Our 7 Rules of Travel Spending

Travel can be one of the largest easily controllable expenses that most people face — myself included. For 2017, travel is set to make up 12% my spending — the largest of any category outside of my home. Over the years as we have traveled more, my approach to how I spend money while traveling has changed a lot. Here’s the approach to travel that’s worked the best for me to get the most out of our trips for the least expense.

The Vinoy in St. Pete
Vinoy Hotel St. Pete by By Mrs. Minafi

1. Get a Deal on the Flight

Flights are usually one of the top 2 expenses (hotel being the other) of the trip. We’re fans of Skyscanner, which lets you search for a flight, then get alerts on it as the price changes. For our recent trip to Japan, we watched as fares fluctuated and grabbed tickets when they were at their lowest.

Buying flights with points is amazing when it works. Churning and building up points to get flights for free is a lucrative approach, but it does take a bunch of work. I’ve tried churning cards before, but it didn’t seem worth it. One misstep and I’m paying a yearly fee, or not hitting a required amount – it was too much extra for me to worry about. Instead, I have a handy Fidelity Rewards Visa with 2% cash back and no fee. I love the idea that I’m just getting straight cash and can use it on anything. This card has a foreign transaction fee of 1%, so technically you’ll be paying to use it when traveling abroad, but with 2% back, you’re still positive 1%.

2. We Don’t Take Airline Offers To Be Bumped

One way to make a dollar last the longest is to accept offers to be bumped in exchange for a discount on a future fare. We never take these, and instead like traveling on a schedule that maximizes our vacation time. This only applies on the way out though! On the way back from a trip, bumping is always an option if we have the time to spare before heading back to work.

3. Book a Hotel Using Points if Possible

I’ve found it’s a LOT more beneficial to book a hotel using points than book air travel using it. The net amount of that each point gets you go a lot further. For our recent trip to St. Petersburg for Mrs. Minafi’s birthday, we booked a Marriot hotel, using Starwood points we transferred over to Marriot to use there. The Starwood Preferred Guest American Express card is the best bang for the buck on this, with a free first year and $95 after that. We’ve used this card to book our hotels for free on at least 4 trips, totaling above $5k saved.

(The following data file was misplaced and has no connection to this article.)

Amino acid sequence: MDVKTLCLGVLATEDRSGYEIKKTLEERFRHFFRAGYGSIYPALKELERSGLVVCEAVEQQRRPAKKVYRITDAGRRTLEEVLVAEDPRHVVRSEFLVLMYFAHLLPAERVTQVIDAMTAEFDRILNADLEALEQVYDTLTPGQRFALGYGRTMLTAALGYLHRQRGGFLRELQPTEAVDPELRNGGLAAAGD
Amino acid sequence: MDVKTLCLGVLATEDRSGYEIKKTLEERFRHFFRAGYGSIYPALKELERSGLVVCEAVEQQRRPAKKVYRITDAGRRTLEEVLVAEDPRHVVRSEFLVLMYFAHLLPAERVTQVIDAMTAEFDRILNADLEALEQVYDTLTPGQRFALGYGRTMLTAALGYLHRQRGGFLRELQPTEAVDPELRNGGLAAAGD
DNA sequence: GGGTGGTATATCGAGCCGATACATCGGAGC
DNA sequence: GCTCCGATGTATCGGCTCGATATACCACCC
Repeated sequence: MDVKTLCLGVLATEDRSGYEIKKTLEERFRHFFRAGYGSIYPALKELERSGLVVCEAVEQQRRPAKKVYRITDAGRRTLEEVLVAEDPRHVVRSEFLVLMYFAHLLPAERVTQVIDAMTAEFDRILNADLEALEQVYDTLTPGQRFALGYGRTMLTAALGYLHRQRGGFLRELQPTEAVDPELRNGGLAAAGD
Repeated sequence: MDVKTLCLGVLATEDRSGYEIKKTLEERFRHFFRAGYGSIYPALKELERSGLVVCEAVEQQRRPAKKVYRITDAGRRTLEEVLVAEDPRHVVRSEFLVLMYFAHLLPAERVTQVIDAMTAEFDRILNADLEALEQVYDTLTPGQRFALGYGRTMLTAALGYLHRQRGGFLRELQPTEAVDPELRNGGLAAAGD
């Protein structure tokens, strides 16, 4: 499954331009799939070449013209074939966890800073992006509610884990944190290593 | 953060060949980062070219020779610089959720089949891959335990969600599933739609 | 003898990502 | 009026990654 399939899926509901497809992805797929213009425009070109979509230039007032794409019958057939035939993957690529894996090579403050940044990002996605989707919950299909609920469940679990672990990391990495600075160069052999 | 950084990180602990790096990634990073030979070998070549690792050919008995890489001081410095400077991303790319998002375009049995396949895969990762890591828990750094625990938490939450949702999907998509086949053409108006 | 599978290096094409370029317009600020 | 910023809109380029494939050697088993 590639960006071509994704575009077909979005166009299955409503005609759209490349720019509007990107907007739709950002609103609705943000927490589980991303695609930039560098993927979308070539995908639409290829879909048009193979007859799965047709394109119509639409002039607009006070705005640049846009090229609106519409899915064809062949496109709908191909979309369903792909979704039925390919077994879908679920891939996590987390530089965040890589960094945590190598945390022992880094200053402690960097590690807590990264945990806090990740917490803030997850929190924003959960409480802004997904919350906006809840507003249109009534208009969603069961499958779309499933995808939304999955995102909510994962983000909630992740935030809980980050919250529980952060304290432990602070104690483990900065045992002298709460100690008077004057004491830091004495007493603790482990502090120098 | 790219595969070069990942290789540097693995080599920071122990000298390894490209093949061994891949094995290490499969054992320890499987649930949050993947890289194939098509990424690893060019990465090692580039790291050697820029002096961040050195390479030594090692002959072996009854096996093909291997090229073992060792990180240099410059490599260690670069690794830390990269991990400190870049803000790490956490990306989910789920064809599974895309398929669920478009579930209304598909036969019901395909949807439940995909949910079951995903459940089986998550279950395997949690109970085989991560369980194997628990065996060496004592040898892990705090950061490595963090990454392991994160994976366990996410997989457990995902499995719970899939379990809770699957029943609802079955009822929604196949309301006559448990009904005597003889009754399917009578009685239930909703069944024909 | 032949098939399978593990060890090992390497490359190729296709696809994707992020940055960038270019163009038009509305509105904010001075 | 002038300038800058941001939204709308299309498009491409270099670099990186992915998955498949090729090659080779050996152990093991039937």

4. Do Your Planning Ahead, Not During

Our approach is to front-load research before the trip, then just relax and enjoy things during it. Things like the flight and hotel are the big ones, but aside from that having dinner reservations, plans on top sights to see, places added to Yelp or a custom Google Map. I love this approach since it allows us to get somewhere and know what’s next.

5. Plan Something For the First Day

We don’t plan out every day of our trip, but I like planning out the first day after we get in. This gets us up and out of the hotel with something in mind. It saves that awkward step where you wake up the first day and think “What should we do now?”. I love planning a dinner, or something with a tour guide on this day – a chance to chat with some people and get other recommendations for the trip.

6. We Don’t Worry About Expenses After That

From when we touch down in a place, we don’t worry about expenses of anything at all. All the big things have been taken care of – hotels, airfare, any expensive tours or meals – so now is the time to just relax and enjoy the trip. We don’t buy souvenirs, so that’s one less thing to consider spending money on. Instead, we prefer to kick back and spend (somewhat) recklessly. Daiquiris by the pool? Check! Expensive dinners at the tastiest restaurants around. Check! Lyfting around the city in a drunken stupor? Sure!

Drinks by the pool
Strawberry Daiquiris by the pool

We trust ourselves to not spend money on useless things, so this approach has worked so far for us so far. In all of our trips, I can’t remember a single time when we spent more than $100 in an unexpected way on a trip. We’re not throwing money around left and right in that way, but just not cheapening out on a taxi when we have luggage to save a few bucks, which brings me to the last point.

7. Don’t Cheap Out on Taxis

If we’re traveling with suitcases, taxis are often worth it. Even if it’s just from a close station to a hotel, it can save a ton of grief after a lot of stress traveling. Ideally, if we’re traveling with just a backpack then public transportation is a non-issue.

What are your financial rules for traveling? Do you prefer to travel on the cheap? Get good deals? Are you a planner or a spur-of-the-moment traveler?

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I'm , a full-stack product developer in Salt Lake City, UT. I love enlivening experiences, visualizing data, and making playful websites.

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